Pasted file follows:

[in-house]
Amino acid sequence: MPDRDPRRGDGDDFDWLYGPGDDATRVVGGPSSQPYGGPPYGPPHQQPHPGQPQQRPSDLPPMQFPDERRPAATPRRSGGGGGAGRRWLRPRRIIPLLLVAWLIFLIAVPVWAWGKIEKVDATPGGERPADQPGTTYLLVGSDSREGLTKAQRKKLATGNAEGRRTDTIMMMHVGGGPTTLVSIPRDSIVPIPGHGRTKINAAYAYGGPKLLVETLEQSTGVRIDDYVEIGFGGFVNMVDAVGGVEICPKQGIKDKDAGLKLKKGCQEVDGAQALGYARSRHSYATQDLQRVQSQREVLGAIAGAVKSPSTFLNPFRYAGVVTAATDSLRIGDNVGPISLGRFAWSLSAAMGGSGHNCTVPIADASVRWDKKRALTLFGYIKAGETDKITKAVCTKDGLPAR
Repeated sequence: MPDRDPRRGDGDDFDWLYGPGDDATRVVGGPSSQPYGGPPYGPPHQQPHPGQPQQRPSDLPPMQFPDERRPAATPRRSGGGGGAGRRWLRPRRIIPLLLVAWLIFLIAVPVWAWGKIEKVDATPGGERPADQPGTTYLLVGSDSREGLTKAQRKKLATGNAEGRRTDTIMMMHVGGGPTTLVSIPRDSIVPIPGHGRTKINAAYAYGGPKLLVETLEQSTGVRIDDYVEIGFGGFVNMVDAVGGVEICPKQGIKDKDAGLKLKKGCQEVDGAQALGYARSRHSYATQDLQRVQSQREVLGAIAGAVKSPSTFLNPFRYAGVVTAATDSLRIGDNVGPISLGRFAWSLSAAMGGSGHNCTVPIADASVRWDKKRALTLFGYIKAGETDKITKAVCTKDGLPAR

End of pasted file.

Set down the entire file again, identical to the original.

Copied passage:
[in-house]
Amino acid sequence: MPDRDPRRGDGDDFDWLYGPGDDATRVVGGPSSQPYGGPPYGPPHQQPHPGQPQQRPSDLPPMQFPDERRPAATPRRSGGGGGAGRRWLRPRRIIPLLLVAWLIFLIAVPVWAWGKIEKVDATPGGERPADQPGTTYLLVGSDSREGLTKAQRKKLATGNAEGRRTDTIMMMHVGGGPTTLVSIPRDSIVPIPGHGRTKINAAYAYGGPKLLVETLEQSTGVRIDDYVEIGFGGFVNMVDAVGGVEICPKQGIKDKDAGLKLKKGCQEVDGAQALGYARSRHSYATQDLQRVQSQREVLGAIAGAVKSPSTFLNPFRYAGVVTAATDSLRIGDNVGPISLGRFAWSLSAAMGGSGHNCTVPIADASVRWDKKRALTLFGYIKAGETDKITKAVCTKDGLPAR
Repeated sequence: MPDRDPRRGDGDDFDWLYGPGDDATRVVGGPSSQPYGGPPYGPPHQQPHPGQPQQRPSDLPPMQFPDERRPAATPRRSGGGGGAGRRWLRPRRIIPLLLVAWLIFLIAVPVWAWGKIEKVDATPGGERPADQPGTTYLLVGSDSREGLTKAQRKKLATGNAEGRRTDTIMMMHVGGGPTTLVSIPRDSIVPIPGHGRTKINAAYAYGGPKLLVETLEQSTGVRIDDYVEIGFGGFVNMVDAVGGVEICPKQGIKDKDAGLKLKKGCQEVDGAQALGYARSRHSYATQDLQRVQSQREVLGAIAGAVKSPSTFLNPFRYAGVVTAATDSLRIGDNVGPISLGRFAWSLSAAMGGSGHNCTVPIADASVRWDKKRALTLFGYIKAGETDKITKAVCTKDGLPAR